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Hundreds relive Swedish tradition during the Midsommar Festival

NEW SWEDEN, Maine — Numerous Swedish traditions were honored during New Sweden’s annual three-day Midsommar Festival, featuring an immigrant trunk exhibition, the erecting of the Midsommar pole, music, dancing, a quilt show and a Swedish meatball dinner.

Festival co-chair Brenda Jepson said on Saturday, June 22, that she has been involved with the event since moving to New Sweden in 1995.

“This event comes from Sweden,” said Jepson. “It’s not something we invented. But when the Swedes come here, they’re blown away because our festival lasts three days and theirs is less than one day.”

Maeri Halme, an exchange student from Finland, also said the festival differs from what is typically done in Finland, as their Midsommar is celebrated more like the American Fourth of July holiday.

“It’s a little bit different here,” said Halme. “I like it a lot,” adding that the New Sweden Midsommar pays a great deal of attention to honoring traditions.

Saturday was only Halme’s fourth day in America.

“They say that America is very nice,” she said, “and that’s totally true. The people here are amazing, and very polite.”

According to Jepson, New Sweden has held Midsommar since 1905, and said that when people of Nordic countries travel to the United States to attend the festival, they often feel like they’ve gone through “a time warp.”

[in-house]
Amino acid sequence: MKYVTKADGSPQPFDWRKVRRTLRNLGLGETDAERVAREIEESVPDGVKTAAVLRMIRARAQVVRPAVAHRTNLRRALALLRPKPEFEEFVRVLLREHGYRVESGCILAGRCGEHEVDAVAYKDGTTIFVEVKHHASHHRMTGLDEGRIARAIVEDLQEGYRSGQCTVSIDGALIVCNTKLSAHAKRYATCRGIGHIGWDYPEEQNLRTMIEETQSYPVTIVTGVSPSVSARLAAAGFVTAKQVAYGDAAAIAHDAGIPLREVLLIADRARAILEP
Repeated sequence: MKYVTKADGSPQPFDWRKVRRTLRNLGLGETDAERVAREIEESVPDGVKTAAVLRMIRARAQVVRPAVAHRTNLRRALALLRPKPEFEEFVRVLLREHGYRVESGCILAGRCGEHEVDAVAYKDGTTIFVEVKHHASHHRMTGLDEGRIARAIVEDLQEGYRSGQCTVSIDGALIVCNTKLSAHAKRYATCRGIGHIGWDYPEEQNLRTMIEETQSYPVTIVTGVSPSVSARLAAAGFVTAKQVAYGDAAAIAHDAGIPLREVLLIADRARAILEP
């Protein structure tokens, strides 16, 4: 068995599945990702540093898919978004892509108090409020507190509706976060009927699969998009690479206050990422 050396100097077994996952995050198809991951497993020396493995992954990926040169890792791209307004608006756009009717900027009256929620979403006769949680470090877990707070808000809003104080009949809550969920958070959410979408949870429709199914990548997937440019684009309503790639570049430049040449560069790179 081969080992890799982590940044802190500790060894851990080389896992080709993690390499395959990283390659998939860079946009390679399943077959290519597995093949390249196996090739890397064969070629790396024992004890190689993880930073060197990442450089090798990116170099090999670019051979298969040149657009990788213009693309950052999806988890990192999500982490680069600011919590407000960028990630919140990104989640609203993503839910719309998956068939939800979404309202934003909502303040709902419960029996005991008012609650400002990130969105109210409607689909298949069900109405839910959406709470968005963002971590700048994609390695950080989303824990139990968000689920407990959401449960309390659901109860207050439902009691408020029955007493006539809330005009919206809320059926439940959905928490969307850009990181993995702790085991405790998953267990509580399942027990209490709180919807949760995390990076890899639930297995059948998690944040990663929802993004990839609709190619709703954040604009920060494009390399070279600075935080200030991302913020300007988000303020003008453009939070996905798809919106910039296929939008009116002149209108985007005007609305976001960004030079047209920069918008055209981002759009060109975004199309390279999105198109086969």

As far as organizing the event, Jepson said the Midsommar committees are actually “quite small,” however each member has “responsibilities that fan out” through the entire event.

“I wouldn’t be surprised if there were 100 people altogether,” she said, “from the fisherman’s breakfast this morning, to all the people who have helped us prepare. There are just tons of people involved. And that’s what people really enjoy about this festival; it’s something you can get involved with. Even if you come as a visitor there’s plenty you can do.”

Next year will mark New Sweden’s 150th anniversary, and Jepson said plenty of residents are planning a spectacular celebration to mark the milestone.

The town was founded in 1870 when William Thomas, a War Consul to Sweden for Abraham Lincoln during the Civil War, brought 51 Swedish immigrants to the small northern Maine town.

Many of those immigrants unfortunately died shortly after arriving because they came into contact with germs and viruses they were not accustomed to in Sweden.

“[Thomas] felt really self-conscious about this,” said Jepson. “He brought all these people over and they were having a hard time. So he stayed up here and helped them out. He would go fishing and get trout for them so they could have something to eat.”

On the 10th anniversary of New Sweden, Thomas celebrated by arriving in the town on a white stallion, and on the 150th, Jepson said she is hoping that Thomas’ grandson will do the same.

“We are still friends with the Thomas family,” said Jepson. “My husband and I have been to their home in Freeport,” adding that they give very generously to the New Sweden Museum.

“They are a loving family with a great sense of humor,” Jepson said.

As far as the Midsommar festival is concerned, Jepson concluded that the town loves having community participation.

“Anyone can participate,” she said. “They don’t have to be from Sweden or even have Swedish descent. We welcome everyone.”

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